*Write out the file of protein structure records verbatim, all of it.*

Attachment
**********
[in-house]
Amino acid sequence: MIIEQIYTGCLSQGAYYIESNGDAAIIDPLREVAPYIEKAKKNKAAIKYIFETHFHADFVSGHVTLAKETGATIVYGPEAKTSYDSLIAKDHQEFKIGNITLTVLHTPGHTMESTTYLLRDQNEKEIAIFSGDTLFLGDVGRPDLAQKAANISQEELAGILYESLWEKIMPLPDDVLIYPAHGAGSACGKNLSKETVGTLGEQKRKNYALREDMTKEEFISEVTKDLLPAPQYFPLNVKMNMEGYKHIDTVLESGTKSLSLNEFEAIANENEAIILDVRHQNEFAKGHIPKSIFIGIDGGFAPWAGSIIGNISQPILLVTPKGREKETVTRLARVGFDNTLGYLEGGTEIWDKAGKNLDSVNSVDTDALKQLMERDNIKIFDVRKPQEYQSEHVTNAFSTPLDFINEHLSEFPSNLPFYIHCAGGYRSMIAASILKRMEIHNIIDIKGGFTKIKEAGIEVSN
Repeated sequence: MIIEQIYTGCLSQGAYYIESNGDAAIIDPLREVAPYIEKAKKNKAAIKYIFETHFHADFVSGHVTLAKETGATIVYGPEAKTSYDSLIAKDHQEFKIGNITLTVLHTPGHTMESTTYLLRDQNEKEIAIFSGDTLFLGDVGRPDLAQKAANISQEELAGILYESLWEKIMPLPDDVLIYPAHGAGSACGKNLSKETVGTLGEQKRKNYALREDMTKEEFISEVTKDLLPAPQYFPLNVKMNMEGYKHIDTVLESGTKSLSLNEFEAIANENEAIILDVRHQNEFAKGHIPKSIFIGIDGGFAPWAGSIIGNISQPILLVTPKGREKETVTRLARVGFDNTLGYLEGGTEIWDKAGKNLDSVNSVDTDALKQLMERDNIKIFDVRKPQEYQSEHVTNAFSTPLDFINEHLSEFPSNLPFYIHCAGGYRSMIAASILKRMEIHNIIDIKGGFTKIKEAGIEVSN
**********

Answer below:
[in-house]
Amino acid sequence: MIIEQIYTGCLSQGAYYIESNGDAAIIDPLREVAPYIEKAKKNKAAIKYIFETHFHADFVSGHVTLAKETGATIVYGPEAKTSYDSLIAKDHQEFKIGNITLTVLHTPGHTMESTTYLLRDQNEKEIAIFSGDTLFLGDVGRPDLAQKAANISQEELAGILYESLWEKIMPLPDDVLIYPAHGAGSACGKNLSKETVGTLGEQKRKNYALREDMTKEEFISEVTKDLLPAPQYFPLNVKMNMEGYKHIDTVLESGTKSLSLNEFEAIANENEAIILDVRHQNEFAKGHIPKSIFIGIDGGFAPWAGSIIGNISQPILLVTPKGREKETVTRLARVGFDNTLGYLEGGTEIWDKAGKNLDSVNSVDTDALKQLMERDNIKIFDVRKPQEYQSEHVTNAFSTPLDFINEHLSEFPSNLPFYIHCAGGYRSMIAASILKRMEIHNIIDIKGGFTKIKEAGIEVSN
Repeated sequence: MIIEQIYTGCLSQGAYYIESNGDAAIIDPLREVAPYIEKAKKNKAAIKYIFETHFHADFVSGHVTLAKETGATIVYGPEAKTSYDSLIAKDHQEFKIGNITLTVLHTPGHTMESTTYLLRDQNEKEIAIFSGDTLFLGDVGRPDLAQKAANISQEELAGILYESLWEKIMPLPDDVLIYPAHGAGSACGKNLSKETVGTLGEQKRKNYALREDMTKEEFISEVTKDLLPAPQYFPLNVKMNMEGYKHIDTVLESGTKSLSLNEFEAIANENEAIILDVRHQNEFAKGHIPKSIFIGIDGGFAPWAGSIIGNISQPILLVTPKGREKETVTRLARVGFDNTLGYLEGGTEIWDKAGKNLDSVNSVDTDALKQLMERDNIKIFDVRKPQEYQSEHVTNAFSTPLDFINEHLSEFPSNLPFYIHCAGGYRSMIAASILKRMEIHNIIDIKGGFTKIKEAGIEVSN